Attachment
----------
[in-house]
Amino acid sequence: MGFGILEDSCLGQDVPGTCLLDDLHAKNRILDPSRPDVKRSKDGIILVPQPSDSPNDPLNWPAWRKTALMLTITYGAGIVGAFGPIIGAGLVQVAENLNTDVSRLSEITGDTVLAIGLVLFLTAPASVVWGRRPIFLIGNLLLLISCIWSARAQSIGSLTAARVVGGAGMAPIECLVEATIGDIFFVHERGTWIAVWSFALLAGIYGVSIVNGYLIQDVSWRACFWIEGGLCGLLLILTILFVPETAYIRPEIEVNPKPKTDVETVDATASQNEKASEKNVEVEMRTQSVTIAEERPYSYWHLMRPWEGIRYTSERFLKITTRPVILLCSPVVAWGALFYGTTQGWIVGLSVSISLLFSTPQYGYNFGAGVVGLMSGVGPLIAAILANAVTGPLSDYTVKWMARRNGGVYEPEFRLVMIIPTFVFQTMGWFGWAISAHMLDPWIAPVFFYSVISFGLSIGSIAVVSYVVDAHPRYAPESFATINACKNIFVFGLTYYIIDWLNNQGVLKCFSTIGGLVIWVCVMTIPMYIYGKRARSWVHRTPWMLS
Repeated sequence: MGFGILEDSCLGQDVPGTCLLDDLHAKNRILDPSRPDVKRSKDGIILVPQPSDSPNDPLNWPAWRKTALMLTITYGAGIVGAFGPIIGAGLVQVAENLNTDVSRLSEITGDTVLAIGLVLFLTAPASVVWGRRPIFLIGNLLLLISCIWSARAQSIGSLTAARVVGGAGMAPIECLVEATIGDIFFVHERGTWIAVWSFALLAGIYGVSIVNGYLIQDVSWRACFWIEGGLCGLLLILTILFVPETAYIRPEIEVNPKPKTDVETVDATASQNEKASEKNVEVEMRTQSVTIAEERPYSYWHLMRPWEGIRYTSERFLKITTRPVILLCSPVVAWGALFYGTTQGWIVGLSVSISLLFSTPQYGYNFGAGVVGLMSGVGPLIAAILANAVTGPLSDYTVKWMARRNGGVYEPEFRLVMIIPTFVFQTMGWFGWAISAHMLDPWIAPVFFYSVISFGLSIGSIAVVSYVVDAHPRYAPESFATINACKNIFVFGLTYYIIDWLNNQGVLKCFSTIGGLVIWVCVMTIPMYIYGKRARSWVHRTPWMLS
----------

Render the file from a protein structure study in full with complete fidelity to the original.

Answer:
[in-house]
Amino acid sequence: MGFGILEDSCLGQDVPGTCLLDDLHAKNRILDPSRPDVKRSKDGIILVPQPSDSPNDPLNWPAWRKTALMLTITYGAGIVGAFGPIIGAGLVQVAENLNTDVSRLSEITGDTVLAIGLVLFLTAPASVVWGRRPIFLIGNLLLLISCIWSARAQSIGSLTAARVVGGAGMAPIECLVEATIGDIFFVHERGTWIAVWSFALLAGIYGVSIVNGYLIQDVSWRACFWIEGGLCGLLLILTILFVPETAYIRPEIEVNPKPKTDVETVDATASQNEKASEKNVEVEMRTQSVTIAEERPYSYWHLMRPWEGIRYTSERFLKITTRPVILLCSPVVAWGALFYGTTQGWIVGLSVSISLLFSTPQYGYNFGAGVVGLMSGVGPLIAAILANAVTGPLSDYTVKWMARRNGGVYEPEFRLVMIIPTFVFQTMGWFGWAISAHMLDPWIAPVFFYSVISFGLSIGSIAVVSYVVDAHPRYAPESFATINACKNIFVFGLTYYIIDWLNNQGVLKCFSTIGGLVIWVCVMTIPMYIYGKRARSWVHRTPWMLS
Repeated sequence: MGFGILEDSCLGQDVPGTCLLDDLHAKNRILDPSRPDVKRSKDGIILVPQPSDSPNDPLNWPAWRKTALMLTITYGAGIVGAFGPIIGAGLVQVAENLNTDVSRLSEITGDTVLAIGLVLFLTAPASVVWGRRPIFLIGNLLLLISCIWSARAQSIGSLTAARVVGGAGMAPIECLVEATIGDIFFVHERGTWIAVWSFALLAGIYGVSIVNGYLIQDVSWRACFWIEGGLCGLLLILTILFVPETAYIRPEIEVNPKPKTDVETVDATASQNEKASEKNVEVEMRTQSVTIAEERPYSYWHLMRPWEGIRYTSERFLKITTRPVILLCSPVVAWGALFYGTTQGWIVGLSVSISLLFSTPQYGYNFGAGVVGLMSGVGPLIAAILANAVTGPLSDYTVKWMARRNGGVYEPEFRLVMIIPTFVFQTMGWFGWAISAHMLDPWIAPVFFYSVISFGLSIGSIAVVSYVVDAHPRYAPESFATINACKNIFVFGLTYYIIDWLNNQGVLKCFSTIGGLVIWVCVMTIPMYIYGKRARSWVHRTPWMLS